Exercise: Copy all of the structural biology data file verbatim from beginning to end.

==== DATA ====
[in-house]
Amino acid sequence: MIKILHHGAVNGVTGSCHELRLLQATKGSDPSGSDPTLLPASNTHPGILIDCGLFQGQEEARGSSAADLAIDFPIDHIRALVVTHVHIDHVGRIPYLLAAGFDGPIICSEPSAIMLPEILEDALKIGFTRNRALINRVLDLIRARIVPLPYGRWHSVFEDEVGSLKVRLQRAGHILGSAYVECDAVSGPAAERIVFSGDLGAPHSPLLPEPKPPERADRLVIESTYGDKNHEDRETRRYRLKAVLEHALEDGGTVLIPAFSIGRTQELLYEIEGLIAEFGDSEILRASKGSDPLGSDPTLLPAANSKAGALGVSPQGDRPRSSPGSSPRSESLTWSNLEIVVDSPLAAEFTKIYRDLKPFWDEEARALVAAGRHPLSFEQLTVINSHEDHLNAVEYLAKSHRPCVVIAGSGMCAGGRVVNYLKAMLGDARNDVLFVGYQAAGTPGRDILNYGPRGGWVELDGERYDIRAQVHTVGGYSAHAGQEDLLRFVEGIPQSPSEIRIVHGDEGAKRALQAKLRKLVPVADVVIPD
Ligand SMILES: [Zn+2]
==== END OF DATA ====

[in-house]
Amino acid sequence: MIKILHHGAVNGVTGSCHELRLLQATKGSDPSGSDPTLLPASNTHPGILIDCGLFQGQEEARGSSAADLAIDFPIDHIRALVVTHVHIDHVGRIPYLLAAGFDGPIICSEPSAIMLPEILEDALKIGFTRNRALINRVLDLIRARIVPLPYGRWHSVFEDEVGSLKVRLQRAGHILGSAYVECDAVSGPAAERIVFSGDLGAPHSPLLPEPKPPERADRLVIESTYGDKNHEDRETRRYRLKAVLEHALEDGGTVLIPAFSIGRTQELLYEIEGLIAEFGDSEILRASKGSDPLGSDPTLLPAANSKAGALGVSPQGDRPRSSPGSSPRSESLTWSNLEIVVDSPLAAEFTKIYRDLKPFWDEEARALVAAGRHPLSFEQLTVINSHEDHLNAVEYLAKSHRPCVVIAGSGMCAGGRVVNYLKAMLGDARNDVLFVGYQAAGTPGRDILNYGPRGGWVELDGERYDIRAQVHTVGGYSAHAGQEDLLRFVEGIPQSPSEIRIVHGDEGAKRALQAKLRKLVPVADVVIPD
Ligand SMILES: [Zn+2]